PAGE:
There’s a story about Charles Spurgeon, the eloquent British preacher who had a theological school for the training of pastors. Part of the training was to have the students preach in front of the class. Mr. Spurgeon would call a student to the front of the class, hand the student a text, and ask the student to preach on it.
One day a student stood up in front of the class and said, “I have been given the name Luke 19:1-10. There are three things I would like to point out about Zacchaeus: I would like to say in the first place, he was a little man and so am I. I would remark in the second place, he was up a tree and so am I. And I would emphasize in the third place, he made haste and came down and so will I.”
Before I make haste and come down today I would like to make a few observations about being up a tree.
First, if you’re up a tree people may not notice you. During these past months we as an electoral audience have been given a steady diet of political debates, advertisements, slogans, and signs. All of these are meant to give us exposure, and in some cases over-exposure, to the candidates for the election.
The candidates put themselves into a high profile, on public display. Such visibility — and we might add such vulnerability — are all part and parcel of being a viable candidate for public office.
In complete contrast to this high profile, it is possible to be equally invisible, isolated, alone. And I can’t help but wonder if that, in part at least, was not the experience, the dilemma, the predicament of Zacchaeus.
Zacchaeus was, after all, a tax collector in a country which was occupied by the alien Roman armies. Whether he collected taxes directly for Rome or whether for the temple in Jerusalem, which was also under Roman control, Zacchaeus and his kind were looked upon by most people as traitors and cheats. Even if they were not dishonest they were collaborators with the Roman order, lining their pockets at the expense of their neighbors.
Is it any wonder, then, that people had no time or place for one of his kind? Is it any wonder that, from a biblical point of view, Zacchaeus was up a tree — isolated, abandoned, rejected, cut-off, alone?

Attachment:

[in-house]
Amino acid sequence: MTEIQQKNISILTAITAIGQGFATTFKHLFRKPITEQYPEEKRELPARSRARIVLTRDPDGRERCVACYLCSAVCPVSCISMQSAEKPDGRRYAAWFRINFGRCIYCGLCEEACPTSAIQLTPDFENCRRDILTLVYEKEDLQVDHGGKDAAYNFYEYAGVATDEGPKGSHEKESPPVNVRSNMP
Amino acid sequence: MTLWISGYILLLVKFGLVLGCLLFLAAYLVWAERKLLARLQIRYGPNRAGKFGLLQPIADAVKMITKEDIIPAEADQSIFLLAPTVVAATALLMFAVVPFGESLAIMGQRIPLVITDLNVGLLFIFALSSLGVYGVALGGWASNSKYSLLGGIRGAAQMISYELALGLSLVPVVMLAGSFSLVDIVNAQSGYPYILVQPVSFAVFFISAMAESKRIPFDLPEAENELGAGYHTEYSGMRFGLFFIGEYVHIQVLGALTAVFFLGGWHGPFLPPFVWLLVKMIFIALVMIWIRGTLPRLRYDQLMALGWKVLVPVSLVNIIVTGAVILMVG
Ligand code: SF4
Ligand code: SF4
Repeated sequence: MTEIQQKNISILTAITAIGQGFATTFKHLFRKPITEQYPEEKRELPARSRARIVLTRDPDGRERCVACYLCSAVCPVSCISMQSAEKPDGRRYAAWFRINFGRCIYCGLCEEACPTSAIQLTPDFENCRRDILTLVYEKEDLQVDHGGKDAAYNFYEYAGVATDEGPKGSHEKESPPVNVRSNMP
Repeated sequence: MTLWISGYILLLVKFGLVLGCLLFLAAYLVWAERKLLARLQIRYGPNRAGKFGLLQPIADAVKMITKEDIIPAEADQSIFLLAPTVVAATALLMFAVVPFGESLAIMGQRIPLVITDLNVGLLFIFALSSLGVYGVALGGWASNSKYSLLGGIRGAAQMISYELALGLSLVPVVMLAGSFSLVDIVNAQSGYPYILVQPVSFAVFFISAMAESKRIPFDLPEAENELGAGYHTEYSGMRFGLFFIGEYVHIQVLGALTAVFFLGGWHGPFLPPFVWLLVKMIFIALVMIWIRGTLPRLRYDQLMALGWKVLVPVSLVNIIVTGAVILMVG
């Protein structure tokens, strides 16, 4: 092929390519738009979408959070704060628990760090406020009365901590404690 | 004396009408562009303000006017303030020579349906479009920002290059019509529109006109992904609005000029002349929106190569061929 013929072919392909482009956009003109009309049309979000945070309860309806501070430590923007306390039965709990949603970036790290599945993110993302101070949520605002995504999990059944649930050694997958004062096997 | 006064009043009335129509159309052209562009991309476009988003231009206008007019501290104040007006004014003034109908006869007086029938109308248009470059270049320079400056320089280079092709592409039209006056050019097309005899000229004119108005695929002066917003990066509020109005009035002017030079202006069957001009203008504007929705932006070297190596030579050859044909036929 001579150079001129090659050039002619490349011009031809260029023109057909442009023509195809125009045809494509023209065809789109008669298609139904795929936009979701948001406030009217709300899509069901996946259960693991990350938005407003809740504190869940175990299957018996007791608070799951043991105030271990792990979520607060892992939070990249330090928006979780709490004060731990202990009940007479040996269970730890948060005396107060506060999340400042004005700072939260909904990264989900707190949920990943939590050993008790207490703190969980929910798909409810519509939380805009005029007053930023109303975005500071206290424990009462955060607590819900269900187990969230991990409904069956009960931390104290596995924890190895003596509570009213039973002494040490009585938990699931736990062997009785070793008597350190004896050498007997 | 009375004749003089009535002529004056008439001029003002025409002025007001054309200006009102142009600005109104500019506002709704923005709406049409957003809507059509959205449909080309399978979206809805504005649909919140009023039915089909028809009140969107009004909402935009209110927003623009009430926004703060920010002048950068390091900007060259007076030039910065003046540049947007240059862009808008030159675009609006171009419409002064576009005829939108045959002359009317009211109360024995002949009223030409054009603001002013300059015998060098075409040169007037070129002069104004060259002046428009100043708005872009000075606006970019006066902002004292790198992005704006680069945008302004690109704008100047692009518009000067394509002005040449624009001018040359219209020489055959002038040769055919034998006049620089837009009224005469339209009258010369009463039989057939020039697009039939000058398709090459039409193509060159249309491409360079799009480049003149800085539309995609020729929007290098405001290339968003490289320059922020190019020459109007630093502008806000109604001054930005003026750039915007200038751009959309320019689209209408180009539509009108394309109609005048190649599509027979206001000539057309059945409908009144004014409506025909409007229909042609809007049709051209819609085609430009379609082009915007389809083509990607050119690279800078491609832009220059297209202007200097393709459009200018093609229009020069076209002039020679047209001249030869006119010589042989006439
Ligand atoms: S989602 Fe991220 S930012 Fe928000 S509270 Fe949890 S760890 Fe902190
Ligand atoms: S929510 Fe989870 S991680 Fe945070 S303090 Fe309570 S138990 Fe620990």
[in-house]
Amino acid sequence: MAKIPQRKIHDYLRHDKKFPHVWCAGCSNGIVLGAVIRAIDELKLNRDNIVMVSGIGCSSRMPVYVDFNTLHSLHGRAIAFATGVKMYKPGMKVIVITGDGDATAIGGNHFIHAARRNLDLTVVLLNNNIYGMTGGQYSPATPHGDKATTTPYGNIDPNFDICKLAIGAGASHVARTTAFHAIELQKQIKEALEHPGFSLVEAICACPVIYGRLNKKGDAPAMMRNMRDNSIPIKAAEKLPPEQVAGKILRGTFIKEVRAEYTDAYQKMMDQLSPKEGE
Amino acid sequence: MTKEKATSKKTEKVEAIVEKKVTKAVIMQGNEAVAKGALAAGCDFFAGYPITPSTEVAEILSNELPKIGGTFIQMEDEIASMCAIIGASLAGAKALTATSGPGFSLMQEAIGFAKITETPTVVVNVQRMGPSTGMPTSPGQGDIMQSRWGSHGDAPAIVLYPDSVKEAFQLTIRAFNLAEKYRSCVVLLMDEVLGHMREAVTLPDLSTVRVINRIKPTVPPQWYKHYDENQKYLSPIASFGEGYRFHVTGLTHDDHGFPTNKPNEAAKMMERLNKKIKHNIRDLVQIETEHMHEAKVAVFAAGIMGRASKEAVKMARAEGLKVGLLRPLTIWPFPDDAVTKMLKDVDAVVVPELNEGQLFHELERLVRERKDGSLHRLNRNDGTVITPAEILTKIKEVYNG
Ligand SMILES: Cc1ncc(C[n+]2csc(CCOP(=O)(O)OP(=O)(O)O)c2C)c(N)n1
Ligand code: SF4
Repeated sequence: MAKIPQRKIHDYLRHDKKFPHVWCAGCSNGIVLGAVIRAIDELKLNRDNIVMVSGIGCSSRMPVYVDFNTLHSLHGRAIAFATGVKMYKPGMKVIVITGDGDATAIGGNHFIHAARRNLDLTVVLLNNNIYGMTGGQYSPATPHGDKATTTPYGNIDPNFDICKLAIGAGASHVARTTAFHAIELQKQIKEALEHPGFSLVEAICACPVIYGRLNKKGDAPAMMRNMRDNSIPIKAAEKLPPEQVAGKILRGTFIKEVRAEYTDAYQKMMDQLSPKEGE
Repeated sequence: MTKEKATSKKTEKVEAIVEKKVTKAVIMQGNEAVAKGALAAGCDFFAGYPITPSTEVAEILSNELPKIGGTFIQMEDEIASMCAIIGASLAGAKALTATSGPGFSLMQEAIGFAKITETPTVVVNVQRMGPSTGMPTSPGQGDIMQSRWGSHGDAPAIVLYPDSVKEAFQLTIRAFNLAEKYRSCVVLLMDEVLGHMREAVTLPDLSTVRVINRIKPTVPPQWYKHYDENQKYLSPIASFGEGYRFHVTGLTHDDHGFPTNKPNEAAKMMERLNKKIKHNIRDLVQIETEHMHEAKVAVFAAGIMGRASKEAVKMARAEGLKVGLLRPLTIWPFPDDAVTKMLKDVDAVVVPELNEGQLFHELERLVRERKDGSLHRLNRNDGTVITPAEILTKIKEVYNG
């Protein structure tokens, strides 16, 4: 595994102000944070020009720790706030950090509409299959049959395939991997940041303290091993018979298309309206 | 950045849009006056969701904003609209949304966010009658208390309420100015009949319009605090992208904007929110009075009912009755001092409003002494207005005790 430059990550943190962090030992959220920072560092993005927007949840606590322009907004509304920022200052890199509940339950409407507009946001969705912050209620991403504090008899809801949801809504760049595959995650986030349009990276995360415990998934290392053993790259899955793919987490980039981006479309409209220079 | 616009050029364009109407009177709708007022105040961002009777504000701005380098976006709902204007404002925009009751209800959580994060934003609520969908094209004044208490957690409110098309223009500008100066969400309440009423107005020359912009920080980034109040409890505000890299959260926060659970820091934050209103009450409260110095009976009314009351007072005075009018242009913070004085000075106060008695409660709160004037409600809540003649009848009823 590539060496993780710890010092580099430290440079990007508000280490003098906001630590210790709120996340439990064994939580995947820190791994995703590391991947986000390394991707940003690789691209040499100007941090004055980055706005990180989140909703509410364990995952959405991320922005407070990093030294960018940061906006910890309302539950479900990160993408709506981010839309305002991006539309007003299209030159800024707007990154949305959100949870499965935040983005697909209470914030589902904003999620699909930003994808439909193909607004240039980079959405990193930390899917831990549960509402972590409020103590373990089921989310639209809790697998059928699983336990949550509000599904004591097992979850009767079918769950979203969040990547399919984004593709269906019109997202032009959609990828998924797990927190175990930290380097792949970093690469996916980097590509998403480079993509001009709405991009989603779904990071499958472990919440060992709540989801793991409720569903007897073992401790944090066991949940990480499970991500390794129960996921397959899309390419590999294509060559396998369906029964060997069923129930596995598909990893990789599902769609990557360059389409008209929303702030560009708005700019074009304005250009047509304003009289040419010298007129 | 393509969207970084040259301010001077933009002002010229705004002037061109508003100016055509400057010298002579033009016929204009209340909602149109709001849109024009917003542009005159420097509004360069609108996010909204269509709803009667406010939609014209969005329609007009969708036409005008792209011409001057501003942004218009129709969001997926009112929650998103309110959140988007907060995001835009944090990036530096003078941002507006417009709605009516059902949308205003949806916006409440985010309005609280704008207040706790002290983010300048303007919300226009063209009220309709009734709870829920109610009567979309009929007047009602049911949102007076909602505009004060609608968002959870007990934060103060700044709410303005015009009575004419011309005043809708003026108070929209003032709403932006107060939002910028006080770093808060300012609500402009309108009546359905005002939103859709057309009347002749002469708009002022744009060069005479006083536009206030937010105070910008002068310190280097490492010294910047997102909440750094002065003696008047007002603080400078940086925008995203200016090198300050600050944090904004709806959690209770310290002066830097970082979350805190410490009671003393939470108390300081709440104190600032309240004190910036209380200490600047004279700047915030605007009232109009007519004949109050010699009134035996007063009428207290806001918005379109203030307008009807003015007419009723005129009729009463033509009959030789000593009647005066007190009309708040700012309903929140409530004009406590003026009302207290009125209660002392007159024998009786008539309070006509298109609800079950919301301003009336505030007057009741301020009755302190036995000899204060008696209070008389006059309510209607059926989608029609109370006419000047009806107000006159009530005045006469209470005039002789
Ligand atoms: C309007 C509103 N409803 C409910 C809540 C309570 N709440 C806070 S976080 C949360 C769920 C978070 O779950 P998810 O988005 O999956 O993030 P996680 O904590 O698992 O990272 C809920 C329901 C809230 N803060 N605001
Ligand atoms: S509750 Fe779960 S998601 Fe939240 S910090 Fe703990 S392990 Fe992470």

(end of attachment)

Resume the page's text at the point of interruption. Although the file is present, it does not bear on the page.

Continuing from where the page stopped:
Are we really so different? In many ways of course, we are very different. And yet for all of that we also have our own ways of being cut-off, abandoned, alone. We can be alone by our insistence on doing our own thing. We can be abandoned as we melt into the crowd and submit to the social pressure of being only a statistic. We can be cut-off from reality by permitting the dehumanization of our day to go unprotested. And all the while people may not even take notice. Which is why, from a biblical perspective, this whole experience, then and now, is a lot like being lost.
That suggests a second observation. If you’re up a tree Jesus will see you.
The familiar lyric is, “if you’re ever up a tree, call on me.” But today’s text suggests a truth which might be phrased this way: “If you’re ever up a tree, Jesus will call on you.” And the specific basis for that is the statement by Jesus that “the Son of Man came to seek and to save the lost.” Jesus not only said that, He demonstrated it. That is why, as Christian men and women, we declare that Jesus “embodies” this divine quest.
It has been described this way: “Someone cares so much … that He went looking everywhere for us. His quest led Him to the vilest place of all, a hill, where they executed criminals, where He was Himself executed with them, because it was the ultimate way of looking and seeking.
“Since His resurrection He has been popping up in all kinds of strange places — in the drug cult, in the battlefield, in the schools, on the sea-shore, in the tenements, on the street — and there is even a rumor that He has been seen in the churches and homes!”1 Have you felt the pressure of that quest?
When that pressure breaks in upon us, it’s a lot like being found. It is an experience of grace. It is being loved by One who has an undying and everlasting love. In short, it is the Gospel doing what it intends to do: to seek and to save the lost.
To be found is to risk everything on the good news, the incredible news that we are loved just as we are. To be found is to let His love crowd out the false pressures that make us want to hide. To be found is to be content with being human and to quit trying to play God. To be found is to accept our noble hopes as being just as real as our guilty, nagging conscience. To be found is to be awakened by the words of Jesus, to hear His voice, and to see that his life and death and resurrection are the measure of every person’s life.2